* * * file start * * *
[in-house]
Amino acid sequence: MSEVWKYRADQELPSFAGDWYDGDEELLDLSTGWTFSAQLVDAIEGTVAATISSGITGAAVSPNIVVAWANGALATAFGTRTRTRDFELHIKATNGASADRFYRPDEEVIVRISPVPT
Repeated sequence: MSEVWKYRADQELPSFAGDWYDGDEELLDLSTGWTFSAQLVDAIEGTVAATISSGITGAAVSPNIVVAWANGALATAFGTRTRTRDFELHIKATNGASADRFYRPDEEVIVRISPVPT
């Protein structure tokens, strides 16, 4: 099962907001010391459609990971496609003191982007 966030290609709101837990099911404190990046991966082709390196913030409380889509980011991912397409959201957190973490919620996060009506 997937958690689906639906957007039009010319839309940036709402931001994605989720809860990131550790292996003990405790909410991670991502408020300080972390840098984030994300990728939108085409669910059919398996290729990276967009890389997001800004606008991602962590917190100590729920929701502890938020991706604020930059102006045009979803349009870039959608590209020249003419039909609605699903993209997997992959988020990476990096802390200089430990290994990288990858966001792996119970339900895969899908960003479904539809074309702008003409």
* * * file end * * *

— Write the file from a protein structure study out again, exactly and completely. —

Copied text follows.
[in-house]
Amino acid sequence: MSEVWKYRADQELPSFAGDWYDGDEELLDLSTGWTFSAQLVDAIEGTVAATISSGITGAAVSPNIVVAWANGALATAFGTRTRTRDFELHIKATNGASADRFYRPDEEVIVRISPVPT
Repeated sequence: MSEVWKYRADQELPSFAGDWYDGDEELLDLSTGWTFSAQLVDAIEGTVAATISSGITGAAVSPNIVVAWANGALATAFGTRTRTRDFELHIKATNGASADRFYRPDEEVIVRISPVPT
């Protein structure tokens, strides 16, 4: 099962907001010391459609990971496609003191982007 966030290609709101837990099911404190990046991966082709390196913030409380889509980011991912397409959201957190973490919620996060009506 997937958690689906639906957007039009010319839309940036709402931001994605989720809860990131550790292996003990405790909410991670991502408020300080972390840098984030994300990728939108085409669910059919398996290729990276967009890389997001800004606008991602962590917190100590729920929701502890938020991706604020930059102006045009979803349009870039959608590209020249003419039909609605699903993209997997992959988020990476990096802390200089430990290994990288990858966001792996119970339900895969899908960003479904539809074309702008003409």